I haven’t felt especially social lately; it’s been well over a month since I’ve gone to Charlie’s for beers, and whenever I have large blocks of time to myself, as I did on the Labour Day weekend, I took advantage of not having to do anything, see anyone or anything like that.
I finally updated the site to have a general "home" page whenever people visit using just the domain name; as much as I liked tricking people who mainly come here for the SNL reviews into reading some of my personal writing, I wanted to make a better first impression.
My brain is weird sometimes. I guess that's a truism when you're prone to depression, anxiety, or just occupy the space outside optimal mental health or sociability, but lately I'm in a space where I'm craving both rest and distraction at the same time.
In four seasons, executive producer Dick Ebersol had brought Saturday Night Live back from the cancellation, had the hottest comedian in America in the cast, and oversaw its transition from a live incubator of new comic talent to an increasingly prerecorded showcase for established comedians. By 1985, though, Ebersol found himself tired of the show’s grueling schedule, and, after toying with staying with a mostly-prerecorded version of the show that wouldn’t premiere until the next January, decided to step away. Brandon Tartikoff, president of NBC Entertainment, had to consider his options, and fast.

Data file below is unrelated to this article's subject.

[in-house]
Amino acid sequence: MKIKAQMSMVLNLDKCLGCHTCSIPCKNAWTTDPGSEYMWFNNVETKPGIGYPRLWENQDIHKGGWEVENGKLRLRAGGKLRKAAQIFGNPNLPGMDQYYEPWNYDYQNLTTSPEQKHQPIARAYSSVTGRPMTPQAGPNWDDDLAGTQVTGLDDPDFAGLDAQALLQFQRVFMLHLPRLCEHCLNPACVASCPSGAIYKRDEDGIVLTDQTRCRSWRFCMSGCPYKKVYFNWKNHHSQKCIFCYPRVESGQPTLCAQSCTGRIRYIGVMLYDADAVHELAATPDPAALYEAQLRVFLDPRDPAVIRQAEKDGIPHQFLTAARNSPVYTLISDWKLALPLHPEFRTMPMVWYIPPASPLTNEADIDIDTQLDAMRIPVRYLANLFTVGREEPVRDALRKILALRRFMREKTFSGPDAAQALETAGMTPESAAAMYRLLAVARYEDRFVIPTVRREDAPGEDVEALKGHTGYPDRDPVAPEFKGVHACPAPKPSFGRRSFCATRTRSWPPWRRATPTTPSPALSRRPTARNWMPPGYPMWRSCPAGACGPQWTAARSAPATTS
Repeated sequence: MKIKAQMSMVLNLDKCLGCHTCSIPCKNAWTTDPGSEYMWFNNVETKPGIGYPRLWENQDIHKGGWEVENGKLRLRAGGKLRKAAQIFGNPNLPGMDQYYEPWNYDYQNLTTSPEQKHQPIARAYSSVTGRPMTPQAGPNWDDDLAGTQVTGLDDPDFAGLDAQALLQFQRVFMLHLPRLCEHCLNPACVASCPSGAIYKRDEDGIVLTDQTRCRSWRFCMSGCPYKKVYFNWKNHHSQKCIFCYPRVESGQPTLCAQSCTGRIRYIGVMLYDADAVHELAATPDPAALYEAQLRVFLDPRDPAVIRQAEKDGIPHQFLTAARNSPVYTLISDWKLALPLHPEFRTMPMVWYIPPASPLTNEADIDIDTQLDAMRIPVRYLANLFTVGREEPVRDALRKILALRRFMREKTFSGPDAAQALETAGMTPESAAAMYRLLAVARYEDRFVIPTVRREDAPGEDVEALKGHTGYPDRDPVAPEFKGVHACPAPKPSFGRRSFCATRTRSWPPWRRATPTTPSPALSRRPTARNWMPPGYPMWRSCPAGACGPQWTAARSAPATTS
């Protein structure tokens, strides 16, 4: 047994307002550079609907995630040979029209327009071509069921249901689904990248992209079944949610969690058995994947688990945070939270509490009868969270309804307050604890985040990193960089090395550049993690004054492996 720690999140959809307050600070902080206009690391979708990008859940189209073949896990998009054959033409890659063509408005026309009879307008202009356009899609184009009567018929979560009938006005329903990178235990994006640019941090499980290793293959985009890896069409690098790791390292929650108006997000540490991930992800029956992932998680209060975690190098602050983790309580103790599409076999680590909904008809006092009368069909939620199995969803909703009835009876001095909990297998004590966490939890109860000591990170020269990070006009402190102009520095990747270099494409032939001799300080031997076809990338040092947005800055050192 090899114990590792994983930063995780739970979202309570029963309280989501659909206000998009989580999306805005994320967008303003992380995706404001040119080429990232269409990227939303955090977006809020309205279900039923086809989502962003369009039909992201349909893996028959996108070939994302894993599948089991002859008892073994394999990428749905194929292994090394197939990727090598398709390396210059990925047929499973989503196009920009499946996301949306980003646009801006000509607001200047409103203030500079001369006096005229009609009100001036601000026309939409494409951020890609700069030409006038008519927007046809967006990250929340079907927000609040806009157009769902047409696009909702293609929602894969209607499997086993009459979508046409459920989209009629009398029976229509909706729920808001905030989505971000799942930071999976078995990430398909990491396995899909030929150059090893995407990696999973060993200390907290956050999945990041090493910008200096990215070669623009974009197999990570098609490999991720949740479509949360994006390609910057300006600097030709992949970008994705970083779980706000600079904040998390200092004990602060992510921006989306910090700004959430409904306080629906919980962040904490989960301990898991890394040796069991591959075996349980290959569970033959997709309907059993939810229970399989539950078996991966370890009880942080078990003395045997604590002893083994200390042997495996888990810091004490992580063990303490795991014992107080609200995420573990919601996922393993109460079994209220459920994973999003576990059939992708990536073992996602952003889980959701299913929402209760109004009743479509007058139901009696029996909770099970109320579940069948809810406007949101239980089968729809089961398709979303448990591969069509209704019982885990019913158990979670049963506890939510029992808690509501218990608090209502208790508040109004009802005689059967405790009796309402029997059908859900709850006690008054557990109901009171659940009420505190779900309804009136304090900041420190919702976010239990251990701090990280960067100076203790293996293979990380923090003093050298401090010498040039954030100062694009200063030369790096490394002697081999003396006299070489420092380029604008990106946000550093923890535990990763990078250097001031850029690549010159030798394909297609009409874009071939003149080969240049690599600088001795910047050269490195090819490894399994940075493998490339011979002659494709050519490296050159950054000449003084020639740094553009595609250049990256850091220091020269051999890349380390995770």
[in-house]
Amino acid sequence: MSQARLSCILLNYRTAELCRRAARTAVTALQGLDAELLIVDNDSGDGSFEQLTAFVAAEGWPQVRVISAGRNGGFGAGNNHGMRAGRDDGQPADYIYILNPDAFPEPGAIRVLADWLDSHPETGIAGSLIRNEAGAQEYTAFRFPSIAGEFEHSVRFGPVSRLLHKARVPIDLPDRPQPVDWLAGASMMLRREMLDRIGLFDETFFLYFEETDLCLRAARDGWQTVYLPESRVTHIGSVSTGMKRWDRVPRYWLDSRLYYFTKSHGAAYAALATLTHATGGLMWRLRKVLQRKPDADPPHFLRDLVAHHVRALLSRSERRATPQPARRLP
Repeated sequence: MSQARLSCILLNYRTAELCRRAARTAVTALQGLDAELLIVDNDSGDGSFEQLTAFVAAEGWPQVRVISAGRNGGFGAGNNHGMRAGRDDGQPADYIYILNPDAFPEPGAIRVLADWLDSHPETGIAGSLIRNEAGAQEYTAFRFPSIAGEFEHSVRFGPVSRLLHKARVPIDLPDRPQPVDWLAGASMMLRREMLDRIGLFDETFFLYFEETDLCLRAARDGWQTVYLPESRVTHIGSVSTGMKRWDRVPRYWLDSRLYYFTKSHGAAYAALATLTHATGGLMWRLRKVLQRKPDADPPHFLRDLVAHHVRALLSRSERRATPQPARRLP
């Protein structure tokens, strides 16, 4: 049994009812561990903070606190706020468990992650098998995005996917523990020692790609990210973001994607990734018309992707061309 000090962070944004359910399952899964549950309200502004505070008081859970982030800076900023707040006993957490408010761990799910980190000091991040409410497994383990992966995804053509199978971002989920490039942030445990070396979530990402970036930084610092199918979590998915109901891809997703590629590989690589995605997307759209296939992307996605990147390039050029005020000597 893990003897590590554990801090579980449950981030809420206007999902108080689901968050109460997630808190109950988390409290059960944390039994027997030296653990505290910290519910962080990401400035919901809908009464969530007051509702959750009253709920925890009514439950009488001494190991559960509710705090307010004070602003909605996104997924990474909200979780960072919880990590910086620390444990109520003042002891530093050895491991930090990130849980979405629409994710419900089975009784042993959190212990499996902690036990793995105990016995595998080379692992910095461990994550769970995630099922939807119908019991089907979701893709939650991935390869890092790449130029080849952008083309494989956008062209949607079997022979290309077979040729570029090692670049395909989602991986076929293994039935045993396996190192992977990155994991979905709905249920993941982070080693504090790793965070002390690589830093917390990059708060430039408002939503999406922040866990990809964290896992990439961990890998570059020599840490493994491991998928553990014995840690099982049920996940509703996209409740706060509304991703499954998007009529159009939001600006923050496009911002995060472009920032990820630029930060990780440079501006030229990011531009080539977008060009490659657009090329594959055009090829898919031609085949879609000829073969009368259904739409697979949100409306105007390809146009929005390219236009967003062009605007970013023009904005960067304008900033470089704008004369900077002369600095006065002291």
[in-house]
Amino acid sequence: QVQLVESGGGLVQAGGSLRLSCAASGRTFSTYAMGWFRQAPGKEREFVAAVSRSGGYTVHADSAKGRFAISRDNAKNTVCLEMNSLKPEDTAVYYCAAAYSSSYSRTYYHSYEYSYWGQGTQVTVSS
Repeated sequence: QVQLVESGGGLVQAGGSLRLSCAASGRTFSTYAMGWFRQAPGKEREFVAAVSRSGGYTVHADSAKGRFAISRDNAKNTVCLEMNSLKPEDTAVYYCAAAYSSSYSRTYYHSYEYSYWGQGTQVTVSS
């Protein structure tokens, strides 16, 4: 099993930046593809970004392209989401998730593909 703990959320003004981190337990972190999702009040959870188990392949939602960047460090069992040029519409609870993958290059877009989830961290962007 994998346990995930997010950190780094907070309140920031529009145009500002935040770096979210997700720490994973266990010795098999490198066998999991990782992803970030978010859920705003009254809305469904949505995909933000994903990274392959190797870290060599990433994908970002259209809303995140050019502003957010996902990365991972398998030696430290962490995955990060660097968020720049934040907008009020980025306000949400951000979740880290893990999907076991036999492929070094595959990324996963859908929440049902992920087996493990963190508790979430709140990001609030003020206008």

I started this review project back in the summer of 2010; at the time, SNL message board regular Stooge was posting reviews of the early 90s shows with screen captures of sketches and occasional tidbits about which scenes were altered in repeats with dress rehearsal footage. I figured I may as well do my own set of reviews for a more obscure part of the show’s history.
Dick Ebersol’s “Steinbrenner season” gambit, where he loaded the SNL cast with established comedy writer-performers, paid off for the most part. Compared to the preceding seasons, the show was more consistently funny, and even the weakest show of the year wasn’t truly bad. The professionalism that the ringers brought to the show and increased use of prerecorded material gave this year an increased slickness; in a way, this may have given the show a bit more of a blandness than in previous seasons, but only insofar that the risk of failure wasn’t as big a factor as it had been before. Indeed, there were a number of enduring classics that came out of this season, and even though the big stars dominated every week, the returning cast and writers contributed some of their best work.
Each week, I will be posting a list of 25 sketches from each 5 year block of the show's history (five sketches per season), a description of the sketch, and what about it that's worth checking out.